Theologians observe the unobservable, define the undefinable, know the unknowable, rationalize the irrational - and want you to give them money for doing it.

Just Bob said:

Mike E.,

Please don’t see this as some sort of smart-aleck challenge or gotcha. I REALLY admire your work here and the time you devote to it.

Lately you’ve taken to making the entirely defensible statement that creationists are unable to articulate a concept in science. I think I know what you mean by that, but I would like an example. Would you articulate a scientific concept? That way I, and maybe some others, will have a more concrete idea of what you mean when you use that phrase.

Thanks, Just Bob

Oops; sorry I missed your question, Bob. I’ve been away from the computer for a while.

And no; I do not see your question as a smart-aleck challenge. In fact it is an important part of an instructor’s obligation as well as a tool to get students to start becoming more precise in their understanding of concepts. One gets at that by asking a student to articulate a concept rather than simply recite a definition or an equation.

I’ll grab a couple of examples where I have tried to articulate specific concepts to laypersons here on Panda’s Thumb. These are stripped of the most of the more precise mathematical specifications for a very good reason. Anyone can write down a formula; but the point is to explain what is behind the formula.

There are a number of such examples on this thread dealing thermodynamics.

There are some more examples in one of my talks and PowerPoint presentations at a Science Café here.

Here is a common one that can be addressed at several levels of conceptual ability.

“Explain why things fall.”

An answer one can expect from conceptual levels common in pre-adolescents and middle schoolers:

“Because of gravity.”

Q: “But what is gravity?”

A: “Gravity makes things fall.”

An answer one can expect from many high school students and beginning college students:

“Because of the Universal Law of Gravitation which, according to Newton, says that bodies attract with a force that is proportional to the product of their masses and inversely proportional to the square of the distance between them.”

Q: “But what is mass?”

A: “Mass is what makes them attract and gives them inertia.”

Q: “Why do masses attract?”

A: “Because of the Law of Gravitation?”

An answer one might start seeing from upper level college student in physics:

It is an experimental fact. For example, two spherical bodies placed in space will accelerate toward each other. The acceleration tells us that these bodies attract because forces cause accelerations.”

An answer one might expect to see from an upper level or beginning graduate student:

“Masses move on the geodesics in space-time. Mass bends space-time which then produces the geodesics along which the masses move.”

One can continue on up the ladder in this and start delving into the connections between mass and energy and space-time; but at this level, one must rely on the mathematics.

There are a number of things to look for in explanations, depending on the level one aims them and what cognitive skills one can expect from the student.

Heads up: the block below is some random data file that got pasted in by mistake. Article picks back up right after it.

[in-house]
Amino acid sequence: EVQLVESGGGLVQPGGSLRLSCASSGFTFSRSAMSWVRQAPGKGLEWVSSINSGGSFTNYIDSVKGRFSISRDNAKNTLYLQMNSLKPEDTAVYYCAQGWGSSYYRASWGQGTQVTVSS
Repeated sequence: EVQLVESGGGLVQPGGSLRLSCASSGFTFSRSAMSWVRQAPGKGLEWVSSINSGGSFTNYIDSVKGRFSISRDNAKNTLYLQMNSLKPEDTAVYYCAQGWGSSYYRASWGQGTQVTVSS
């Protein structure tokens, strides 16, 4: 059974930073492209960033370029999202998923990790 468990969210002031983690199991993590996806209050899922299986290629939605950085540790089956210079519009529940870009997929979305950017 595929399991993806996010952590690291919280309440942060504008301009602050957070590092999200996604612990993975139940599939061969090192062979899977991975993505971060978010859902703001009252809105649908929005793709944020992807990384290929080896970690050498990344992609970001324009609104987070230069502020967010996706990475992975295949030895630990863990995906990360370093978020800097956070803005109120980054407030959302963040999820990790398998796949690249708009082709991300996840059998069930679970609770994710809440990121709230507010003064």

At the lower levels of cognitive skills, we see explanations given in terms of definitions and authorities. As cognitive levels begin to develop, we start to see what is referred to as the early stages of “reductionist” kinds of thinking. Here we see the probing for more basic or fundamental concepts on which the observations rest (atoms, forces, distance, time, mass, kinematics and dynamics).

Moving up a little further, we get into phenomenological types of explanations that rely on only what is experimentally and objectively observable. You may have heard of “logical positivism.” But here the general idea is that one is not to speculate on things that cannot be directly observed in principle.

Climbing higher, we start getting into postulated models from which experimental and objectively observable consequences can be quantitatively specified. Those models may contain “unobservables” in the sense of technological limitations which, in principle can be overcome. Unobservables “in principle” start crossing the line into the supernatural. However, if some clever individual actually finds a way - using natural, experimentally verifiable methods – to observe that “unobservable” that unobservable leaves the realm of the supernatural. Neutrinos come close to an example of this, but now neutrinos are used routinely in making observations.

I can go on; but in just explaining these examples, I am articulating a set of concepts.

There have been a lot of studies on just what kinds of concepts can be understood and explained at various ages of normal growth in cognitive ability. And there are also techniques teachers can use to start students along the paths that can enhance that development.

A bit of a long answer; hope it helps. There is so much more.

This comment has been moved to The Bathroom Wall.

Thanks, Mike.

And I can congratulate myself for being at the grad student level of gravity concepts. As soon as you mentioned it, my thoughts were “Einstein: mass warping space-time.”

Could your statement that creationists can’t articulate scientific concepts be a bit of hyperbole? Surely some could explain some concepts, at least at lower levels. True, they rarely, if ever, do when they’re in creationist mode, but in an area where their bible-blather doesn’t immediately kick in, I imagine they could articulate a few reasonably well.

As a general statement, though, I think you’re right on.

Just Bob said:

Thanks, Mike.

And I can congratulate myself for being at the grad student level of gravity concepts. As soon as you mentioned it, my thoughts were “Einstein: mass warping space-time.”

Could your statement that creationists can’t articulate scientific concepts be a bit of hyperbole? Surely some could explain some concepts, at least at lower levels. True, they rarely, if ever, do when they’re in creationist mode, but in an area where their bible-blather doesn’t immediately kick in, I imagine they could articulate a few reasonably well.